Barb and I went to our local Alamo Drafthouse last night to see Christopher Nolan’s Interstellar. The house was packed, it was a digital 4K projection, and I was pumped to go see it based on many of the reviews I’ve seen.
It exceeded my expectations. When I was about 12 years old, I went with my Dad and a friend to see 2001: A Space Odyssey at the old Cooper Cinerama Theater in Denver. That film was incredible, but in retrospect, it was quite sterile when it came to human beings. Dave Bowman and Frank Poole barely talked to one another except when they decided that something needed to be done about HAL, the transmissions to and from Earth were all highly structured and delivered in an almost computer-like way, and even the space-to-Earth video phone calls in the film seemed unfeeling.
Not so with Interstellar. The movie is really about relationships and love surpassing “time and gravity”, not about trying to save the human race. Rather than being the bad guys in this film, the robots (TARS and CASE) do everything they can to help the humans, they’re funny, and they even lie when necessary — something that drove HAL in 2001 literally insane. The bad guys in Interstellar are humans — the schoolteachers who are using lies to make children feel better about getting stuck in farming as a losing profession, the Matt Damon character (Dr. Mann) lying about the viability of his planet to get someone to rescue him, and even Dr. Brand (Michael Caine) for lying about being close to a solution to “the gravity problem.”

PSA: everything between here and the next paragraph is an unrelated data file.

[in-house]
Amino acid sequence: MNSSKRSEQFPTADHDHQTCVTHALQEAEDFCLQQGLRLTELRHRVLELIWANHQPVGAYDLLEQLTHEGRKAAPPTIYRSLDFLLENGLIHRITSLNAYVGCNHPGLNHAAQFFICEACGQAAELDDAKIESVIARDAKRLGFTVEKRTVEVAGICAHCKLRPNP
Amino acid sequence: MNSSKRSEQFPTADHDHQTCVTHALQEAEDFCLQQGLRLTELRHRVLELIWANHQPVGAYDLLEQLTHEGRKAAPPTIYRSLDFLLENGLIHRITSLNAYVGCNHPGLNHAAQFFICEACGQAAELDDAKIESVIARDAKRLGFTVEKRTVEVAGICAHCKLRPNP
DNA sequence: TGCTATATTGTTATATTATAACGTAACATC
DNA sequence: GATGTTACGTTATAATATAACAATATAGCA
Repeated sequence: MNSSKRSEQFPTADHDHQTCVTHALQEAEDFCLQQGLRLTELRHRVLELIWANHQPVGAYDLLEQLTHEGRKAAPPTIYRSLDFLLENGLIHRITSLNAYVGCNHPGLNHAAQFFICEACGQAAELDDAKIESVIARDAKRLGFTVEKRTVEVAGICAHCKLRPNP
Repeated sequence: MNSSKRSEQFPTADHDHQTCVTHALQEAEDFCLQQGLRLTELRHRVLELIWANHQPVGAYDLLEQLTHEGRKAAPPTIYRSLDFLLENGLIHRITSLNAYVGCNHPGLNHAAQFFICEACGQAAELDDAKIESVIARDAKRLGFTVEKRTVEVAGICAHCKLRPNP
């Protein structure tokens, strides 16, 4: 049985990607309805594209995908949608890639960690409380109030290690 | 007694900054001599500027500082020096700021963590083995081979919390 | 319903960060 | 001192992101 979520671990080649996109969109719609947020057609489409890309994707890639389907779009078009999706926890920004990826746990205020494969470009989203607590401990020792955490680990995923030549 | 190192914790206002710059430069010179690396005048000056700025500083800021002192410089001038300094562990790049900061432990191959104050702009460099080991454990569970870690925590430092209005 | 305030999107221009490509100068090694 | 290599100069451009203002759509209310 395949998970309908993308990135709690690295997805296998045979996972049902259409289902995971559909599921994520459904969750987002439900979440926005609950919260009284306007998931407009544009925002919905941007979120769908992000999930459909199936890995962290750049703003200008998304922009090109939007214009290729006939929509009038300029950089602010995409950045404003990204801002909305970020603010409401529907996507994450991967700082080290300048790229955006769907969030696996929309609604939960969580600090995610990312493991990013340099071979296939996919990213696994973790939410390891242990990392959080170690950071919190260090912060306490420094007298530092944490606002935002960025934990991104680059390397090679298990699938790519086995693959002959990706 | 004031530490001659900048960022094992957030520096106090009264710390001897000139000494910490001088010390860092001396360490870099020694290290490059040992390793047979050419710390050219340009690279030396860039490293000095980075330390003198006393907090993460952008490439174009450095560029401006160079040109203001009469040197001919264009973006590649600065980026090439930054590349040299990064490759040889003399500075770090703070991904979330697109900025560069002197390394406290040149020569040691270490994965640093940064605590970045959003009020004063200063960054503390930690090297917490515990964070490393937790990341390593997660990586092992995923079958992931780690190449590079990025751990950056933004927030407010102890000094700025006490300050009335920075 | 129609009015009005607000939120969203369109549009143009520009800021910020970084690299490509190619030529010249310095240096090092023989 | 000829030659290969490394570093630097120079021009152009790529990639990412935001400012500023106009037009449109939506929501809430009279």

But humans are also the heroes of Interstellar, showing that love drives our survival instinct and can even surpass (at least in the movies) the physical barriers of a black hole.
The special effects are incredibly good; state of the art, but not overdone. Unlike seemingly every other film made by Hollywood these days, there’s no cursing. The acting is excellent — Matthew McConaughey and Anne Hathaway are at turns joyful, sad, worried, angry, far from the unfeeling characters of 2001.
I’m not going to divulge the entire plot or throw out any spoilers here. If you haven’t seen the movie, go see it. I plan on seeing it as many times as I saw 2001: A Space Odyssey – a lot of times. I think that as with 2001, frequent viewings will reveal nuances in the story that make it even more enjoyable.